Yesterday, our immediate family gathered to hold a Jewish headstone unveiling ceremony for my father-in-law, who passed away on April 14, 2009. Jewish tradition suggests waiting a year before setting the headstone. Our synagogue recommends setting the headstone between six to 18 months after the death. It’s a way of observing the passage of time as a part of the grieving process.
Our rabbi and cantor presided over the brief but moving ceremony. The rabbi noted that Judaism is a religion that sanctifies time, but not so much place. There is of course the revered Wailing Wall in Jerusalem, the remnant of the ancient Temple, but outside of that, there aren’t many places that are held sacred, save for the resting places of our loved ones.
The rabbi noted that Jacob marked Rachel’s grave with a stone, beginning a tradition that continues to this day. Our consecration of the headstone brings together time and space, marking our love for those who have passed on with a memorial to last over the years.
The cantor sang the 23rd Psalm in Hebrew, and El Malei Rachamim, God of Mercy, a prayer that asks God to gather up the soul of the deceased. Here’s a translation of the prayer, taken from Kol Haneshama:
God filled with mercy,
dwelling in the heavens’ heights,
bring proper rest
beneath the wings of your Shehinah,
amid the ranks of the holy and the pure,
illuminating like the brilliance of the skies
the souls of our beloved and our blameless
who went to their eternal place of rest.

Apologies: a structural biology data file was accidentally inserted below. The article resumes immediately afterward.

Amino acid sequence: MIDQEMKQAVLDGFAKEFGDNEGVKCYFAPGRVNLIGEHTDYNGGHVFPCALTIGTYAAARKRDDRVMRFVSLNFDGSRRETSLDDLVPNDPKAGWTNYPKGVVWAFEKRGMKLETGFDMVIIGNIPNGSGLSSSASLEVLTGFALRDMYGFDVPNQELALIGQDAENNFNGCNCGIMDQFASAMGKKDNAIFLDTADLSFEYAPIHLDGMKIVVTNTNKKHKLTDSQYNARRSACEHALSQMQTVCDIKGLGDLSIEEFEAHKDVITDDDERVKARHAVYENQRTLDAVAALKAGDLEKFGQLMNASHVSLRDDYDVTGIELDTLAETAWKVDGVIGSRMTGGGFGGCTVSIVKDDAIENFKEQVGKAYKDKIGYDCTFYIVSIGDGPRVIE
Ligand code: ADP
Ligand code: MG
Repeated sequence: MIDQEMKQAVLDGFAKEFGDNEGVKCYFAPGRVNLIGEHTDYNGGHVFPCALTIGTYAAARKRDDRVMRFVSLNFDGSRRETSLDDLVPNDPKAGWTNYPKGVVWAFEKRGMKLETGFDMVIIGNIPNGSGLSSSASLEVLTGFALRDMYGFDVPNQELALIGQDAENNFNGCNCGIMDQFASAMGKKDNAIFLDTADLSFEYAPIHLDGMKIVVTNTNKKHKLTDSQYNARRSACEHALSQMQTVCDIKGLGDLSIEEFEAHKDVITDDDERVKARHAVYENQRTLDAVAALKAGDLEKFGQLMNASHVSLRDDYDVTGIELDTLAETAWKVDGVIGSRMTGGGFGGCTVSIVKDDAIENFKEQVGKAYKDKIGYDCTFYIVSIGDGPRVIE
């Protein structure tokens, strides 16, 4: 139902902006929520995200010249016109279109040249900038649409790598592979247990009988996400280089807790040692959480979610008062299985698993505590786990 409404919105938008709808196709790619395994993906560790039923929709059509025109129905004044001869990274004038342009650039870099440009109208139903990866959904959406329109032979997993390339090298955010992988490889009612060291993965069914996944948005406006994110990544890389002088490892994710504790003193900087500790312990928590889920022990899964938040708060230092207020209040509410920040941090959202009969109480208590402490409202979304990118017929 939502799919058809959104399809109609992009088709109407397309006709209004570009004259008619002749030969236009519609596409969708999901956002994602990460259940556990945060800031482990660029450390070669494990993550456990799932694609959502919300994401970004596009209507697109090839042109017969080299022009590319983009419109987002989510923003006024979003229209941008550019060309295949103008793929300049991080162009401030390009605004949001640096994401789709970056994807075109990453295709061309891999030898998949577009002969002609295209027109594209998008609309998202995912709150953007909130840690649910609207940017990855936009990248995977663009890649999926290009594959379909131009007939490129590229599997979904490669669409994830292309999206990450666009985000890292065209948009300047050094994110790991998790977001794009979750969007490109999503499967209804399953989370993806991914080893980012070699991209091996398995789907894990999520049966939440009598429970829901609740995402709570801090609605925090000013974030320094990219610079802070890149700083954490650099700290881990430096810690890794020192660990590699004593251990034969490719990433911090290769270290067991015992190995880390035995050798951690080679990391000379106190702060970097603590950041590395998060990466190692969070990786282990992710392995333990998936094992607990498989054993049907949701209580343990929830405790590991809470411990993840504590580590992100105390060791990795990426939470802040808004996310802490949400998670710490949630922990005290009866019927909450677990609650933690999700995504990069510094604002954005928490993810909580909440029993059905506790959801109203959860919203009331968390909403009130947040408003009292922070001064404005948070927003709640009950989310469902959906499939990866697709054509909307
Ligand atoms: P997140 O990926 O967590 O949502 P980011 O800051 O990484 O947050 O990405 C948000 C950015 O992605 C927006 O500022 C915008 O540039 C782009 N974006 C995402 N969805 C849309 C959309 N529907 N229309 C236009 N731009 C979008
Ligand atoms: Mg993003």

May you who are the source of mercy
shelter them beneath your wings eternally,
and bind their souls among the living,
that they may rest in peace.
And let us say: Amen
The rabbi also read Ecclesiastes, which provides words to reflect on the meaning of our lives. The most famous passages 3:1-8, focuses on a time for every purpose under heaven:
To everything there is a season,
a time for every purpose under the sun.
A time to be born and a time to die;
a time to plant and a time to pluck up that which is planted;
a time to kill and a time to heal …
a time to weep and a time to laugh;
a time to mourn and a time to dance …
a time to embrace and a time to refrain from embracing;
a time to lose and a time to seek;
a time to rend and a time to sew;
a time to keep silent and a time to speak;
a time to love and a time to hate;
a time for war and a time for peace.
The rabbi left out the last two lines, and said that this was both a time to keep silent and to speak. He invited us to share stories about the departed, which we did, with laughter and tears. After we said the Mourner’s Kaddish, we each placed a red rose on the headstone, my father-in-law’s favorite flower, and a small stone to indicate we had visited. The memory of Norman Bleicher will live with us forever.
This information is included in A Good Goodbye: Funeral Planning for Those Who Don’t Plan to Die by Gail Rubin, author of The Family Plot Blog. The book, which includes funeral traditions for many major faiths, is available in print and ebook formats at Amazon.com, BarnesandNoble.com and at AGoodGoodbye.com.